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Interesting moments in the history of Jewish food in NYC

Ever been curious about the history of Jewish food in NYC? Learn about the history of pastrami, egg creams and more.


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1654: North America's first Jews, a group of 23 Spanish and Portuguese refugees, dock in New Amsterdam.

1851: Ernest Nathan opens the first kosher slaughterhouse on Bushwick Avenue, establishing the Brooklyn meatpacking industry.

1888: The Lustig family opens a Jewish delicatessen on the Lower East Side. In 1902, the business is sold to the Eisland brothers, who relocate it to a space across Ludlow. Benny and Harry Katz take it over in 1916, changing the name to Katz's Delicatessen and moving it across the street, where it remains today.

1890s: The egg cream—a soda fountain drink made with chocolate syrup, milk and soda water—is born. Many historians attribute Jewish candy store owner Louis Auster with its invention, but facts surrounding the drink's origins are murky.

1907: Ukrainian-Jewish immigrant Nathan Radutzky starts producing the tahini-based sweet halvah. More than 100 years later, Joyva (now run by his grandson Richard) still produces Radutzky's candies—halvah, jelly rings and more—right in Brooklyn.

1921: Bella and Elias Gabay establish Gabila's Knishes, which continues to supply Jewish delis today. The couple first conceived of the snack when a customer orders blintzes with potatoes instead of cheese at their Lower East Side restaurant. The puffy potato square—named for the town of Nish, where the pair were married—proved to be popular, and Elias started selling them from a pushcart on the Lower East Side and in Coney Island.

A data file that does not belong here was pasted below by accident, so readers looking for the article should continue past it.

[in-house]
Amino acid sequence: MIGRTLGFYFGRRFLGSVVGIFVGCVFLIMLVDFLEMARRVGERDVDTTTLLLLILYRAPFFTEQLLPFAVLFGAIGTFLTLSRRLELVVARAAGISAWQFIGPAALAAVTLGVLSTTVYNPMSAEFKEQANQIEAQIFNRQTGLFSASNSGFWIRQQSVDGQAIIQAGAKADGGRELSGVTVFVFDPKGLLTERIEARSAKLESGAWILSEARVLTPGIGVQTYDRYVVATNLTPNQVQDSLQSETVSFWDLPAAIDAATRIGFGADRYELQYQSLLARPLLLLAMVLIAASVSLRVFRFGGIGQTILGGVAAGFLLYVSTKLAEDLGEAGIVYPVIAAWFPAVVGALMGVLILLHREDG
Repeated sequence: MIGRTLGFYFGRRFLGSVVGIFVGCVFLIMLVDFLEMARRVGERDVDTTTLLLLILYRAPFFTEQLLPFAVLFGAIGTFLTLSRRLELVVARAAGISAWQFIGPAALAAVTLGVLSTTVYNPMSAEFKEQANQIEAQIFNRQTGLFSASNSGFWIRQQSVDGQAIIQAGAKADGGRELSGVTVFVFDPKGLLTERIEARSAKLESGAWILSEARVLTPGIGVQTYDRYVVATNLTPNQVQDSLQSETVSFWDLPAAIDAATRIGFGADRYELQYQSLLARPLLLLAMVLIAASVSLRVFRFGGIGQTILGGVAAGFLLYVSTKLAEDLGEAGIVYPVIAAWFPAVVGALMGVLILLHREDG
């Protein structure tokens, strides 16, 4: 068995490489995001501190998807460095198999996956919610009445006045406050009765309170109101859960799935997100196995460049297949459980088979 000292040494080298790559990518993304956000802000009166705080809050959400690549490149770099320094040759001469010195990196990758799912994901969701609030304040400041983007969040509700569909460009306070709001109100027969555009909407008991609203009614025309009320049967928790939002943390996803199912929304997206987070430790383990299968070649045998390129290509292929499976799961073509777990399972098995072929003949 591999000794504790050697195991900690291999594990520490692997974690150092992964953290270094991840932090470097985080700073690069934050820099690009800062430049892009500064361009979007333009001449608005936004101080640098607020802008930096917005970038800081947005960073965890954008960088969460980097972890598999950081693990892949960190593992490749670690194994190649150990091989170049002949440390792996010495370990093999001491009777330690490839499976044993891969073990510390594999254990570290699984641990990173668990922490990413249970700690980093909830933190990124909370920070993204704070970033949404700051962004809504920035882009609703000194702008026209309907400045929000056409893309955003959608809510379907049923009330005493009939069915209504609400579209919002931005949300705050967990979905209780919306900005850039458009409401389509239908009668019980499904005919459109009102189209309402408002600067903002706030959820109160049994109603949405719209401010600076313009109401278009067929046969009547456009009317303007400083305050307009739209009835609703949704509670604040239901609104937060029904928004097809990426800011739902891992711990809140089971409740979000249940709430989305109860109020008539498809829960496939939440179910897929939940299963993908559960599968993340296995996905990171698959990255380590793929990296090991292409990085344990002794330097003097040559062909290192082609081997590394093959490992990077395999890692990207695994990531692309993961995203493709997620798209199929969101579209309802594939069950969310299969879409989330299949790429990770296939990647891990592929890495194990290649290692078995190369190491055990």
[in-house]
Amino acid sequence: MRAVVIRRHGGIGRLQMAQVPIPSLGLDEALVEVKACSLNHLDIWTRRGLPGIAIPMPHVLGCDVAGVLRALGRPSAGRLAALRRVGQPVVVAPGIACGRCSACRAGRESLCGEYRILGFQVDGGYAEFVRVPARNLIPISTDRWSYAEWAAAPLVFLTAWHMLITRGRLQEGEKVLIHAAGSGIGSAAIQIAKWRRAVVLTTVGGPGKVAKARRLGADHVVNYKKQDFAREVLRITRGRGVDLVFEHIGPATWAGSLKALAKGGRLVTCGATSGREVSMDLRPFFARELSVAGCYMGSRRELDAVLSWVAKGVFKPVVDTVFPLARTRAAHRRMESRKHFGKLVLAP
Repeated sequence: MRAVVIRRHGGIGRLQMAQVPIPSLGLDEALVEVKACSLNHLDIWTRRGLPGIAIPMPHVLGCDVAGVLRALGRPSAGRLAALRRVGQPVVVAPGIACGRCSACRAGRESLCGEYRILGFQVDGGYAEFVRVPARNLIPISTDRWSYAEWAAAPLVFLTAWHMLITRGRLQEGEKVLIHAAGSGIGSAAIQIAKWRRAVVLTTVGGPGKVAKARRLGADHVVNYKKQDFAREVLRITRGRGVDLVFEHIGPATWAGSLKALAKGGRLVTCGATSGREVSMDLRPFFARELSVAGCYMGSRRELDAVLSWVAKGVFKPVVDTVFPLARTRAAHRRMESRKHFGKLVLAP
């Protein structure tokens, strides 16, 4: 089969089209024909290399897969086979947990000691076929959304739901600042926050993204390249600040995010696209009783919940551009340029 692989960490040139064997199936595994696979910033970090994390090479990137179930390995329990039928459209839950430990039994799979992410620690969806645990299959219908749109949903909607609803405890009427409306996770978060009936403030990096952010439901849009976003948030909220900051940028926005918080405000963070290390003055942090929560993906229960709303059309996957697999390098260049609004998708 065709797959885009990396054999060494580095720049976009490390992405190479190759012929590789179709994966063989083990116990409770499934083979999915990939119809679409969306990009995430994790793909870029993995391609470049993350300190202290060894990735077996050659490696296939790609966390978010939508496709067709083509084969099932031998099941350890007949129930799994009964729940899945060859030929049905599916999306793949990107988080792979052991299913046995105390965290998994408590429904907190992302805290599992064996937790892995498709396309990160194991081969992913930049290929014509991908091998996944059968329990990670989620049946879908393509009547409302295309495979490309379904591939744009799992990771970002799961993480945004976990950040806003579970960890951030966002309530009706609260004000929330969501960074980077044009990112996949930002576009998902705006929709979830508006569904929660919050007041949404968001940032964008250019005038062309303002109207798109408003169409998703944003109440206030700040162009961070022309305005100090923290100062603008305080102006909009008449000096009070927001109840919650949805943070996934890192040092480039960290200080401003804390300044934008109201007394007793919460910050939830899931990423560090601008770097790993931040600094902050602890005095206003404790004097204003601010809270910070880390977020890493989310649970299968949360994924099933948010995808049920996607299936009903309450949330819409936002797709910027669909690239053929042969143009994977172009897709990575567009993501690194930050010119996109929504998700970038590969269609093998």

1939: At the New York World's Fair, Tel Aviv Cafe in the Jewish Pavilion serves traditional food like jezreel (a dish made with zucchini, eggs, parsley and potato) and dagg makiah (pickled herring with cream sauce).

2010: Danny Branover opens a kosher restaurant, Basil Pizza & Wine Bar, in Crown Heights, Brooklyn, in an effort to bring together the neighborhood's often-sparring Hasidic and non-Hasidic communities. The move sparks both praise and derision from locals: Some welcome the presence of a higher-quality kosher restaurant, others are wary of the diverse clientele.

Mile End pegs itself a "Montreal Jewish delicatessen in Brooklyn," offering classic deli eats like matzo ball soup, and elevating traditional favorites like kreplach, a traditional pasta dumpling.

Former Top Chef contestant Nikki Cascone opens "global Jewish" restaurant Octavia's Porch, named for the primary thoroughfare in Rome's Jewish ghetto.

See restaurant reviews for Mile End and Octavia's Porch

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